Leadership and Support for Yezidis

This week’s Parsha, “BO” is about the ninth plague that Moses imposed on Egypt’s Pharaoh: three days of darkness.

It is appropriate that this week we are also celebrating Martin Luther King’s birthday.

This Parsha reminds us of our freedom from oppression, our freedom from darkness, our freedom from fear. It is appropriate that as we read this week’s Parsha, celebrating our freedom, we also celebrate Martin Luther King’s birthday. For me, this week’s Parsha had personal significance because earlier the week I celebrated my birthday and my freedom from the oppression I had experienced as a Jewish woman in Libya.

At this juncture of history, we are living in very turbulent times. Our ancestors were enslaved in Egypt, we suffered genocide, Israel fights for its existence, but none of this has ever deterred us from standing up for a better future not just for Jews, but for the world.

This week’s Parsha has more meaning than ever because this Parsha is about freedom.

G-d says to Moses: “Bo — come on in” “I am waiting for you inside the hardened heart of Pharaoh. The heart of Pharaoh is inside you.”

Like Moses, this broken world is calling on us today to fight for a better future.

Today, the same despair which befell our Jewish people in Egypt, has befallen so many refugees including the Yezidi people in Iraq. The Yezidis are an ancient non-Muslim minority religious group living in Iraq.

They has been severely persecuted, forcibly converted to Islam, thousands have been murdered in cold blood, their villages raised to the ground. Over 5,000 young Yezidi young girls have been abducted by ISIS and sold into sex slavery.

I saw the video of a Yezidi woman running from ISIS holding one child by the hand and carrying the second child. As the woman is running desperately to avoid capture, she makes a decision no mother should ever have to make: she releases her hand from the  five year old child, leaving him behind, to save the younger child she is carrying.  This image has been haunted me ever since.

The compelling plight of the Yezidis has prompted me to became an advocate for their cause, and speak out for those who have lost their voices to slavery and persecution.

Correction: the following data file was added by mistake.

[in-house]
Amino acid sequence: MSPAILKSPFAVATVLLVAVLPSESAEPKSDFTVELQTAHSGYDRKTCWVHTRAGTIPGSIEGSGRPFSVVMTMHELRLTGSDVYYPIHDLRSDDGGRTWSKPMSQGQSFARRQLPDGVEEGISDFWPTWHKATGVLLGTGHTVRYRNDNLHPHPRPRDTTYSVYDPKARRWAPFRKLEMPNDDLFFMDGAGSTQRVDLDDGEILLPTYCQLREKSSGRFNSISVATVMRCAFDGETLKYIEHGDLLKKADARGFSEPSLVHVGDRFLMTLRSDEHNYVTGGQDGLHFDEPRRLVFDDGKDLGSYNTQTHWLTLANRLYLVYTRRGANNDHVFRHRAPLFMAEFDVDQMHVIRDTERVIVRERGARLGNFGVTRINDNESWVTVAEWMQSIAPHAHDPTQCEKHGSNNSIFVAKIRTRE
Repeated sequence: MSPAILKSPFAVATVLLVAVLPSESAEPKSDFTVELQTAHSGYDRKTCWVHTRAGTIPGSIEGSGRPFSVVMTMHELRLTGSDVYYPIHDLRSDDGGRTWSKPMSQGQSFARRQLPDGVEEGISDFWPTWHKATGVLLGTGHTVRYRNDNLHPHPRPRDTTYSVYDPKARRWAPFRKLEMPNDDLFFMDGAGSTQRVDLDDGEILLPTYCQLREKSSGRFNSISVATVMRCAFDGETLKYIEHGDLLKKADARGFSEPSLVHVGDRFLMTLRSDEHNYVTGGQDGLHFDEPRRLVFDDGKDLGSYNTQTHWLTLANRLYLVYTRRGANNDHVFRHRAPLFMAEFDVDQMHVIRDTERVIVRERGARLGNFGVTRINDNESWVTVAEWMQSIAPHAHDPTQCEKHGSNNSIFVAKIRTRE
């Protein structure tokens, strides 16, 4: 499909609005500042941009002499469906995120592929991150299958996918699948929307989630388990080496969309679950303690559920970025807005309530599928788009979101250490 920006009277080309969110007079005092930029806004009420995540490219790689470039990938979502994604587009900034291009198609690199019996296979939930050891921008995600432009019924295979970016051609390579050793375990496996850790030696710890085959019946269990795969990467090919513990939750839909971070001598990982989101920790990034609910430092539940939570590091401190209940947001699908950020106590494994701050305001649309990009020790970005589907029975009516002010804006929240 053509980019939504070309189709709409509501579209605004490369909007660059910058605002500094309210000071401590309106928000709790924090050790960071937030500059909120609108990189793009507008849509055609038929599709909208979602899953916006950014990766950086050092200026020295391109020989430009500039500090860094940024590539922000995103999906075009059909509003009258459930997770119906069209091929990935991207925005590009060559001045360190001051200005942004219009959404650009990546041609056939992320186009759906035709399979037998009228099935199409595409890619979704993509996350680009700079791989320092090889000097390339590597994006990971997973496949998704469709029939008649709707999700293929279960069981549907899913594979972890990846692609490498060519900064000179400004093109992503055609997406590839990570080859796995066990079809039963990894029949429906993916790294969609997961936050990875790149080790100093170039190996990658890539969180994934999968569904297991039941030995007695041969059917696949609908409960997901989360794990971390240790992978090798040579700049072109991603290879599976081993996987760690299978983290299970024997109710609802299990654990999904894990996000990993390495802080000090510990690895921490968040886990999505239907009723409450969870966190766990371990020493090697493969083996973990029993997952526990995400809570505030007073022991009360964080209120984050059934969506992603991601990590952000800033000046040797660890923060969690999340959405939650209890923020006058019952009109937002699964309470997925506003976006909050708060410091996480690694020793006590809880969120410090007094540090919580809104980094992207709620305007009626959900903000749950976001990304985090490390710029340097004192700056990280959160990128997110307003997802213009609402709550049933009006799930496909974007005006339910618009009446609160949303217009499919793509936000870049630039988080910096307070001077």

As I read this week’s Parsha, I ask myself the same question that Rabbi Audrey Korotkin asks. ”Mi anochi — who am I for such a task?”

Can I take on such a task?  Can I be like Moses or Mahatma Ghandi, or Martin Luther King? Or the Burmese Nobel Prize woman Aung San Suu Kyi? Can I make a difference? The answer is :

Yes I can.  I have the power. I have the power because I am a Jew. We must not doubt the power within ourselves. We all have the power as the inheritors of this world, we have the responsibility to rectify it for future generations.

We can join hands with the oppressed Yezidis by speaking out, by being the voice for those enslaved women and men who lost their voices.

This week, as I celebrate my freedom, and honor the inspiring life of Dr. Martin Luther King, I ask you to join me in helping at least one Yezidi to gain his or her freedom.

In the spirit of “Tikkun Olam — repair the world” we must join hands and give financial support to a group of fifteen Yezidi students who are currently studying in Bangalore, India. These students no longer have the funds to finish their studies because their parents have lost all their assets to ISIS. Their college degree will be their ticket to freedom, because they will have a much better chance to secure a visa to a Western country once they graduate.

If we don’t help them and sit in silence and apathy, are we not condemning them to a dangerous future and forced conversion to Islam by ISIS?

Please help by learning more.

“The sages asked:  “What is to be a leader of the Jewish people?  Is it to hold official authority, Is it to have a personal relationship with ones’ followers that rests not on honor and deference ,but on encouraging people to grow, accept responsibility and continue the journey you have begun?”

Rabbi Jonathan Sacks, former chief rabbi of England responds, “There is no one Torah model of leadership.  We are each called on to fill a number of leadership roles as parents, teachers, friends, team members. A good leader creates followers.  A great leader creates leaders, that was Moses Greatest achievement.”

About the Author
Gina Waldman is the co-founder and current President of JIMENA: Jews Indigenous to the Middle East and North Africa. She has had a long career in political activism in California. She is the former Director of the Bay Area Council for Soviet Jewry.